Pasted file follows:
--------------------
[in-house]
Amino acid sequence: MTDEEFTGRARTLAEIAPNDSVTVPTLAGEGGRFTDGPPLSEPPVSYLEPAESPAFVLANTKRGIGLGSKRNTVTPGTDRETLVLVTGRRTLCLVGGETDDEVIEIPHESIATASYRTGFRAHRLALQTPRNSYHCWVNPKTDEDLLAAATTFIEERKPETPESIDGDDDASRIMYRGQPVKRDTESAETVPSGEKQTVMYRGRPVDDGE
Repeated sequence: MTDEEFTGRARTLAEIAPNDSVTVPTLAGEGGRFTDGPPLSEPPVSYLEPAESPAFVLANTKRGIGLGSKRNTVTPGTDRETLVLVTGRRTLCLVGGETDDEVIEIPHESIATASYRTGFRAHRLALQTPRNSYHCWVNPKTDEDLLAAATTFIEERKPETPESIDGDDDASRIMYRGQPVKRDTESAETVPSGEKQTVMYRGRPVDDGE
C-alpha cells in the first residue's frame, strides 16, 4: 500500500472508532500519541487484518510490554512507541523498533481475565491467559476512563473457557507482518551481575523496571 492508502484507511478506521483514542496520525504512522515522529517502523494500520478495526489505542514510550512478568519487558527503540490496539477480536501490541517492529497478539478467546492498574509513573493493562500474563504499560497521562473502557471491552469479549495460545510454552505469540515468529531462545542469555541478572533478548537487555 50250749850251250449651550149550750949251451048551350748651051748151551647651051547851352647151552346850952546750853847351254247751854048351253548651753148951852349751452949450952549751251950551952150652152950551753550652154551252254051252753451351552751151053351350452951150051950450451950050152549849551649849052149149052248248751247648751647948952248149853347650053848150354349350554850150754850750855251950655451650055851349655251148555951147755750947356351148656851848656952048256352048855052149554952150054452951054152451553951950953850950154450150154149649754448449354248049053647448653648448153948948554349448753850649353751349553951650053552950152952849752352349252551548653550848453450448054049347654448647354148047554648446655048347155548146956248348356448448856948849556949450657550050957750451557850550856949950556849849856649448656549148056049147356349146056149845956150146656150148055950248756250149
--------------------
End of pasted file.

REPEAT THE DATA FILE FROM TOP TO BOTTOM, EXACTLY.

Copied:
[in-house]
Amino acid sequence: MTDEEFTGRARTLAEIAPNDSVTVPTLAGEGGRFTDGPPLSEPPVSYLEPAESPAFVLANTKRGIGLGSKRNTVTPGTDRETLVLVTGRRTLCLVGGETDDEVIEIPHESIATASYRTGFRAHRLALQTPRNSYHCWVNPKTDEDLLAAATTFIEERKPETPESIDGDDDASRIMYRGQPVKRDTESAETVPSGEKQTVMYRGRPVDDGE
Repeated sequence: MTDEEFTGRARTLAEIAPNDSVTVPTLAGEGGRFTDGPPLSEPPVSYLEPAESPAFVLANTKRGIGLGSKRNTVTPGTDRETLVLVTGRRTLCLVGGETDDEVIEIPHESIATASYRTGFRAHRLALQTPRNSYHCWVNPKTDEDLLAAATTFIEERKPETPESIDGDDDASRIMYRGQPVKRDTESAETVPSGEKQTVMYRGRPVDDGE
C-alpha cells in the first residue's frame, strides 16, 4: 500500500472508532500519541487484518510490554512507541523498533481475565491467559476512563473457557507482518551481575523496571 492508502484507511478506521483514542496520525504512522515522529517502523494500520478495526489505542514510550512478568519487558527503540490496539477480536501490541517492529497478539478467546492498574509513573493493562500474563504499560497521562473502557471491552469479549495460545510454552505469540515468529531462545542469555541478572533478548537487555 50250749850251250449651550149550750949251451048551350748651051748151551647651051547851352647151552346850952546750853847351254247751854048351253548651753148951852349751452949450952549751251950551952150652152950551753550652154551252254051252753451351552751151053351350452951150051950450451950050152549849551649849052149149052248248751247648751647948952248149853347650053848150354349350554850150754850750855251950655451650055851349655251148555951147755750947356351148656851848656952048256352048855052149554952150054452951054152451553951950953850950154450150154149649754448449354248049053647448653648448153948948554349448753850649353751349553951650053552950152952849752352349252551548653550848453450448054049347654448647354148047554648446655048347155548146956248348356448448856948849556949450657550050957750451557850550856949950556849849856649448656549148056049147356349146056149845956150146656150148055950248756250149